13 November 2006

Ma Nepali Hoina!

Ma Nepali Hoina (I'm not Nepali)!

Before I started my trip around the world, I wasn't even considering going to Nepal. Now, it's the country that I've spend the 2nd longest amount of time in (behind 2 month spain), and the country where I learned some valuable lessons about humanity.

About a month or two into the trip, I decided that I needed to do something more worthwhile with my time abroad. And, thus, I got in touch with the Nepali run organization
INFO Nepal. Inside Nepal Friends Organization, which ran a perfect three week volunteer and travel program. I signed up, and soon, was on my way.

It was one of the best decisions of this trip.

The second I arrived in Nepal, I knew I was in a different world. The taxi whisked me away to the guesthouse, where, due to my flight's late arrival, I would spend the night. The next day, awoken early, I was whisked off to the orphanage, Happy Home, to begin my Nepali language training, and begin my three weeks whirlwind tour of Nepal and its fabulous people.


Instead of boring you with the details, let me tell you two stories that summarize my time in Nepal.

Story 1

On day three of training, me and my training group were going to head to a nearby village to do "village training", where we would stay with a family, do some sightseeing, and learn more about Nepali culture. The drive started out horrible - the streetlight-less, jampacked, two lane road out of Kathmandu was jammed, passing trucks spewed clouds of black smog into our overcrowded car. It was hot, I was feeling sick, and we were moving at a Snail's pace. The flat plain of the Kathmandu valley spread ahead of us.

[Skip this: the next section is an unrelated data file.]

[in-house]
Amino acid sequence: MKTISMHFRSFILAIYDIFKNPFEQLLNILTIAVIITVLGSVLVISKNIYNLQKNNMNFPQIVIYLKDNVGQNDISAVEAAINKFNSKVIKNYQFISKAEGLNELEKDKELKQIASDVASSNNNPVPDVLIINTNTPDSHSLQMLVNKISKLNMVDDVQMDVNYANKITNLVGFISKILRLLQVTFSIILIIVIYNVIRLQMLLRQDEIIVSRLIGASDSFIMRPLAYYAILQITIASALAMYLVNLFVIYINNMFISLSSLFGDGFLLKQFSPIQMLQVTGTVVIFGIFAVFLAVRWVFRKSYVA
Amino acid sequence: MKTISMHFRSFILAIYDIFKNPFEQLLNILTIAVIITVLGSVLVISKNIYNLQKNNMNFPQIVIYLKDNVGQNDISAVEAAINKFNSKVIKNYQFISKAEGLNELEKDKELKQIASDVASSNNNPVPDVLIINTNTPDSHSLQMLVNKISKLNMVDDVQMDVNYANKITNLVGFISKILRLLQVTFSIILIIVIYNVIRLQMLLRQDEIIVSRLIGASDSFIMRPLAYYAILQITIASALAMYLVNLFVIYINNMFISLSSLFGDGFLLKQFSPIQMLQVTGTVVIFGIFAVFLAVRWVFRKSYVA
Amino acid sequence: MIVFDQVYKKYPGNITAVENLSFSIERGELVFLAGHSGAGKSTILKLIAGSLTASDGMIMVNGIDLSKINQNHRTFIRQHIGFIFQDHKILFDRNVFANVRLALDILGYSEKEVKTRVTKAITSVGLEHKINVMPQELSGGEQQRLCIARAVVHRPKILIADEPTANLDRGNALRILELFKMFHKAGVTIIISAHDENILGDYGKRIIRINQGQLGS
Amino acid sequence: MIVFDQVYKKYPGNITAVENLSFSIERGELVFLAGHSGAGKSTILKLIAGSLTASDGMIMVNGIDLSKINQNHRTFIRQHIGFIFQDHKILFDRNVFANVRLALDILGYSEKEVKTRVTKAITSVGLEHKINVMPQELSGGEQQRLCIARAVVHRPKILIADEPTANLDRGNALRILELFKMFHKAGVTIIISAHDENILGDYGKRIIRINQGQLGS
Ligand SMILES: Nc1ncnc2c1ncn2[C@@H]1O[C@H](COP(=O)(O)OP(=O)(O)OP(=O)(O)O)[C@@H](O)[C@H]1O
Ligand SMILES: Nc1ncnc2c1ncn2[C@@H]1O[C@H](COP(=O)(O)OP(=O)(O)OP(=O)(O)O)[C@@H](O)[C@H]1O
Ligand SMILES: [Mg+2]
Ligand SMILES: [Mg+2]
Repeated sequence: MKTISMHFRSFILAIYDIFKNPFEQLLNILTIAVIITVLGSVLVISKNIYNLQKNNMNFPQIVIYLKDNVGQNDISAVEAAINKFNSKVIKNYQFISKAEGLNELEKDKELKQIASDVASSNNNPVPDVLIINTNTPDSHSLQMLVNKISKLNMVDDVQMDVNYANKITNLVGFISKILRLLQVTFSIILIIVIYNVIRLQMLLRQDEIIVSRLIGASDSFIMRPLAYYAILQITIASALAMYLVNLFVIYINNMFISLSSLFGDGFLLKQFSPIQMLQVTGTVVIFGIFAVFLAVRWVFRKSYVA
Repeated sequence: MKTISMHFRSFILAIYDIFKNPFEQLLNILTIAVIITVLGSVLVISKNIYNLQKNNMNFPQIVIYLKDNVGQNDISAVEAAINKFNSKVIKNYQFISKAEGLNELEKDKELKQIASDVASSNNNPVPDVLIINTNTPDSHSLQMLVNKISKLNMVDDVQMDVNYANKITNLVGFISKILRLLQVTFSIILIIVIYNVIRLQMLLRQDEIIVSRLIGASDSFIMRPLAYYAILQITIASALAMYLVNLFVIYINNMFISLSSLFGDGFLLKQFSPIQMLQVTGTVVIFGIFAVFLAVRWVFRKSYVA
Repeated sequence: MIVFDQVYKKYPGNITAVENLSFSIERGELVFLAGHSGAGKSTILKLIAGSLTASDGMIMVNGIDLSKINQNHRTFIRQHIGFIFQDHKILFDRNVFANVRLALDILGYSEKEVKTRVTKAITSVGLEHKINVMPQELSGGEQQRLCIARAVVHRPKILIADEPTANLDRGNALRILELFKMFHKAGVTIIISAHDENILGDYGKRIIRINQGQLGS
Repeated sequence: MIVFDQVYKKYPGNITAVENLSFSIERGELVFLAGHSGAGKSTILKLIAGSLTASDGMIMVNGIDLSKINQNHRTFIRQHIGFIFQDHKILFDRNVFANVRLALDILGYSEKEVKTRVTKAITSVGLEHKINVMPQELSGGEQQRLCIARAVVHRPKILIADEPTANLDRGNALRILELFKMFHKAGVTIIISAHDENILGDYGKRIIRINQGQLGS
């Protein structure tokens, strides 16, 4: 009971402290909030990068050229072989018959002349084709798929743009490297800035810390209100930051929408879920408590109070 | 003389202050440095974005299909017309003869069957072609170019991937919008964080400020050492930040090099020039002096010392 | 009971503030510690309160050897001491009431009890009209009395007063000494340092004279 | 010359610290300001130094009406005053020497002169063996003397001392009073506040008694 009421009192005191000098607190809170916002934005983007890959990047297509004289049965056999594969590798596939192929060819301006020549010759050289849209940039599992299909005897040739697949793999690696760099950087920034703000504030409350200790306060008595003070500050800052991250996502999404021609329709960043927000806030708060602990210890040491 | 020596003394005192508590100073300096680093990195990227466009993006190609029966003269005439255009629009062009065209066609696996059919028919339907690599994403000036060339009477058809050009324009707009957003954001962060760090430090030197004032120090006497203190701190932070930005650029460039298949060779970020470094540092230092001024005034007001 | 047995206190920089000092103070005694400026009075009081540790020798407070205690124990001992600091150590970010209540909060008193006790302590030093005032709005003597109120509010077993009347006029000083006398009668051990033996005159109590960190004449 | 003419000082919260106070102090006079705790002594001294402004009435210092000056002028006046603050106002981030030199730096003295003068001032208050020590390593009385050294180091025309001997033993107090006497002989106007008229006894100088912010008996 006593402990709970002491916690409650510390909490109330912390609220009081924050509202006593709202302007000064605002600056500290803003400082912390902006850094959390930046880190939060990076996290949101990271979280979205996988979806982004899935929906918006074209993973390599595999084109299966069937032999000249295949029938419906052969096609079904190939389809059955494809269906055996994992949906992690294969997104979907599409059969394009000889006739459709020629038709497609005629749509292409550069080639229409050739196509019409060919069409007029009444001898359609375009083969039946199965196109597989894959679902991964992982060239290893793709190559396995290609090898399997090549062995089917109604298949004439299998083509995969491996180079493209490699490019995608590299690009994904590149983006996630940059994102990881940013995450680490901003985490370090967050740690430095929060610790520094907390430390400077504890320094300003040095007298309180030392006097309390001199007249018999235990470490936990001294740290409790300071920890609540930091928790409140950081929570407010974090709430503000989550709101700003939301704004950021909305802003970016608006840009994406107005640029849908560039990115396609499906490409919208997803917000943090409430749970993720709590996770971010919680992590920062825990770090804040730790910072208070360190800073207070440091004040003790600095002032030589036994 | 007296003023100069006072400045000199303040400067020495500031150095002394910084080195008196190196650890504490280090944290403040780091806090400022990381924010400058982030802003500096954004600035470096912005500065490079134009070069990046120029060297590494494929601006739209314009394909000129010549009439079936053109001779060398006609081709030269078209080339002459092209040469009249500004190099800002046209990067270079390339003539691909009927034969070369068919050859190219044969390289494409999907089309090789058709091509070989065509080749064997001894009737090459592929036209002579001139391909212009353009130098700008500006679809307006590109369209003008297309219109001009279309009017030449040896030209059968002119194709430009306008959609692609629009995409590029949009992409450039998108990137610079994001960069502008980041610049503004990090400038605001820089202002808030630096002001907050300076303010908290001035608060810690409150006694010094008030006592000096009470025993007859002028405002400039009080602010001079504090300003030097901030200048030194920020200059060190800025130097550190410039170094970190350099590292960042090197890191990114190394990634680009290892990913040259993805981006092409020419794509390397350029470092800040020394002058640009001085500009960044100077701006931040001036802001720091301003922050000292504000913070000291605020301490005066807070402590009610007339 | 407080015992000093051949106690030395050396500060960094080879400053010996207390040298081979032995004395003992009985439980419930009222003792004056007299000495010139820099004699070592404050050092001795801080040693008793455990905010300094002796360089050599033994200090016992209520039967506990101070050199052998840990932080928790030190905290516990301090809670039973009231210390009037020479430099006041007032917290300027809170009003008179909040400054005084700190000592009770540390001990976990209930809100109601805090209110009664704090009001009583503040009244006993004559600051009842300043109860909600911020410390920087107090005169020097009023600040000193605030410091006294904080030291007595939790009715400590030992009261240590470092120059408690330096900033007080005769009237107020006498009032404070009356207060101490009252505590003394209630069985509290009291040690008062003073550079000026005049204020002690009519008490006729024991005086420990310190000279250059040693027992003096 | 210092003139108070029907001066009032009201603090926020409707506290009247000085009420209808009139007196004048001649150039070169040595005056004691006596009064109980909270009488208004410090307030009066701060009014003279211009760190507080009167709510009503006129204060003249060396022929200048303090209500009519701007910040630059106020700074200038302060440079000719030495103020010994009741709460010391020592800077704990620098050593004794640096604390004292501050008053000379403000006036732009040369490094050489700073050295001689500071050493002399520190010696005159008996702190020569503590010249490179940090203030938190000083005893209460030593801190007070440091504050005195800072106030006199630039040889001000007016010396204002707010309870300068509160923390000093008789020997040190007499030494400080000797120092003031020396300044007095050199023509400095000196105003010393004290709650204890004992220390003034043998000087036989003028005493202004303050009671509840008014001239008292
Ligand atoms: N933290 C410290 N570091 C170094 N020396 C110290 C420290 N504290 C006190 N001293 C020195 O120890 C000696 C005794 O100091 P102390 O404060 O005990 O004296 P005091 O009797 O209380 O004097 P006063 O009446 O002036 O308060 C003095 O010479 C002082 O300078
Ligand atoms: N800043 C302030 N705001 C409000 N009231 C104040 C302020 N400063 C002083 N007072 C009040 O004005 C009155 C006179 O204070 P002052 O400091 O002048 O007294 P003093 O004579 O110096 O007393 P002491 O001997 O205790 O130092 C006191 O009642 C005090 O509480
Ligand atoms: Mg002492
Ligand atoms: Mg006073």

Then we broke free.

We were all breathtaken. The smog filled, dirty road gave way to the most magnificent hills I have ever seen in my life, with ride paddy clinging to jagged cliffs, mud huts alongside brick shelters, old women carrying bales of hay on their back up vertical paths. The hills, steeper and more twisted than many mountains in America, stretching endlessly in front of us. We all started quietly out the window. This is Nepal.

Story 2
While in my "placement" in the village of Dhulikhel, Nepal, a village spread over a series of hills around a peaceful, rice paddied valley. Here I taught English at the local Government school, where my classes often totaled over 60 students, crammed into a room smaller than what would fit 20-25 in the states (picture of school below).

I had to wake up at 5:30AM every day, because my family was a farming family, and farmers rise and fall according to the sun. I would leave for school around 9, after "dhaal bhat", rice and lentils that is the staple of every Nepali meal.

After teaching, my supervisor would have some students take me sightseeing. So, on my second day of teaching, two students, Bine and Ram Kumar, took me on an adventure from village to village. We climbed over a hill teeming with dangerous wasps, where Ram Kumar had seen a leopard attack and kill his dog. We traversed creeks, to a small village where people from only one caste lived. We stopped at a fellow friend's home, and when she wasn't there, her mom offered us fresh buffallo curd, nepali tea, and a refreshing yoghurt drink. Later, I got my first chance to eat sugarcare, and we continued our trek, sugarcanes in hand, attacking the hand-sized but harmless spiders of Dhulikhel.

Everywhere I went, I was treated like a friend. The hospitality was amazing, and I felt ashamed at what little I could do to return the favor. Which made me think - here, these families are so poor. The students can barely afford school supplies, many have to walk miles each day back and forth from school. Yet, me, a stranger, is welcomed heartily. In America, would a stranger be treated this well by people far richer?

I vowed, then, to be more open and giving when I return home.

At sunset, my two friends walked me home, refusing to part ways until they knew I was safe. And then, they wished me a good night. Nothing more, nothing expected in return but the trust of a friend.

I will never forget my time in Nepal, and I promise this. I will be back!
My School in Dhulikhel, Nepal.

The Family and volunteers at Happy Home!

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